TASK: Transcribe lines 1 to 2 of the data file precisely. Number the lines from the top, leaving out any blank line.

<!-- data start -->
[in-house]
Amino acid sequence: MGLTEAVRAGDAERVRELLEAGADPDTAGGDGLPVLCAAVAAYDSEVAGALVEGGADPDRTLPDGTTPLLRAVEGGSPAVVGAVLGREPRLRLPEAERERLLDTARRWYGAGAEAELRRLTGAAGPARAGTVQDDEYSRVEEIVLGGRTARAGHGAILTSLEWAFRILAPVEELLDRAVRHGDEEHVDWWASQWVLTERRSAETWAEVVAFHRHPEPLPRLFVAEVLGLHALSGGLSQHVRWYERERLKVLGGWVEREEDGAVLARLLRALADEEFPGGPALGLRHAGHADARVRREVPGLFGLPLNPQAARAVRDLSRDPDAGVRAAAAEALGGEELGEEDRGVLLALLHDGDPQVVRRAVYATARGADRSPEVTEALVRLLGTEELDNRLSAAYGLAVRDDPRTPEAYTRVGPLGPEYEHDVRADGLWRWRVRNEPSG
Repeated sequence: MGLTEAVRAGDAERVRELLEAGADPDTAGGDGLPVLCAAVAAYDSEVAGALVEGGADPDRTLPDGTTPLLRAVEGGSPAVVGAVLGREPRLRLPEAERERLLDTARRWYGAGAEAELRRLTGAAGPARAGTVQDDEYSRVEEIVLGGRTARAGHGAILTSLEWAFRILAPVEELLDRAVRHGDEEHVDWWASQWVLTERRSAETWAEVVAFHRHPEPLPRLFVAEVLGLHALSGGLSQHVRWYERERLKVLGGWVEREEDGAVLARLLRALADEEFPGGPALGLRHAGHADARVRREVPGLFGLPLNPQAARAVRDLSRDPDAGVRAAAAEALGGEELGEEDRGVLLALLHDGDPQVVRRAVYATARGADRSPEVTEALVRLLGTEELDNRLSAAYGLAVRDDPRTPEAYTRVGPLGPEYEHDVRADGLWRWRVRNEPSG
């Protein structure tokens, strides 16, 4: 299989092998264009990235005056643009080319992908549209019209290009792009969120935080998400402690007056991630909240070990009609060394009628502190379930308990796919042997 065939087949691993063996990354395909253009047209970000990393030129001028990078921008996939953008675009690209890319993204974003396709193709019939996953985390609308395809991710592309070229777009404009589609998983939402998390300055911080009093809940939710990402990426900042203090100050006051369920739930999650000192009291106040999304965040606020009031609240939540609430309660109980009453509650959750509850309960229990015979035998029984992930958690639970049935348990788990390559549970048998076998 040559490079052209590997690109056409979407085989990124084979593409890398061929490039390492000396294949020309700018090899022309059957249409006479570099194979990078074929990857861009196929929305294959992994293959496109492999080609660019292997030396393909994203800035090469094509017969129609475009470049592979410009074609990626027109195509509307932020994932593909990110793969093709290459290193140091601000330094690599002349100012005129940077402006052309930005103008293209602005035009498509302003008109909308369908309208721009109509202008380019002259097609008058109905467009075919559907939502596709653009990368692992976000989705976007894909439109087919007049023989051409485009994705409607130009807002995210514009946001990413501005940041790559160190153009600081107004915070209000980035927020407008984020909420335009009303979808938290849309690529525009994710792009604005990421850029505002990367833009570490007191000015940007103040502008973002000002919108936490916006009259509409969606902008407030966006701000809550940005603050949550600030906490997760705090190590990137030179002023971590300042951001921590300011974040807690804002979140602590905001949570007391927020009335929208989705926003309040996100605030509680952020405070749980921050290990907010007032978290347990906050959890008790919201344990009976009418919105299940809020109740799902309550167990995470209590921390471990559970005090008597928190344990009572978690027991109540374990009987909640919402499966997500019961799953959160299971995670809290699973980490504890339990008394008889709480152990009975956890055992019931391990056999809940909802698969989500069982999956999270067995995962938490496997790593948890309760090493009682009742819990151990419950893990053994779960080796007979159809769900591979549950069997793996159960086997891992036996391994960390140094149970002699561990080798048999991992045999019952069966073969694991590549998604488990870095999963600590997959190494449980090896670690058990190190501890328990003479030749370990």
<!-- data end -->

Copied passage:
[in-house]
Amino acid sequence: MGLTEAVRAGDAERVRELLEAGADPDTAGGDGLPVLCAAVAAYDSEVAGALVEGGADPDRTLPDGTTPLLRAVEGGSPAVVGAVLGREPRLRLPEAERERLLDTARRWYGAGAEAELRRLTGAAGPARAGTVQDDEYSRVEEIVLGGRTARAGHGAILTSLEWAFRILAPVEELLDRAVRHGDEEHVDWWASQWVLTERRSAETWAEVVAFHRHPEPLPRLFVAEVLGLHALSGGLSQHVRWYERERLKVLGGWVEREEDGAVLARLLRALADEEFPGGPALGLRHAGHADARVRREVPGLFGLPLNPQAARAVRDLSRDPDAGVRAAAAEALGGEELGEEDRGVLLALLHDGDPQVVRRAVYATARGADRSPEVTEALVRLLGTEELDNRLSAAYGLAVRDDPRTPEAYTRVGPLGPEYEHDVRADGLWRWRVRNEPSG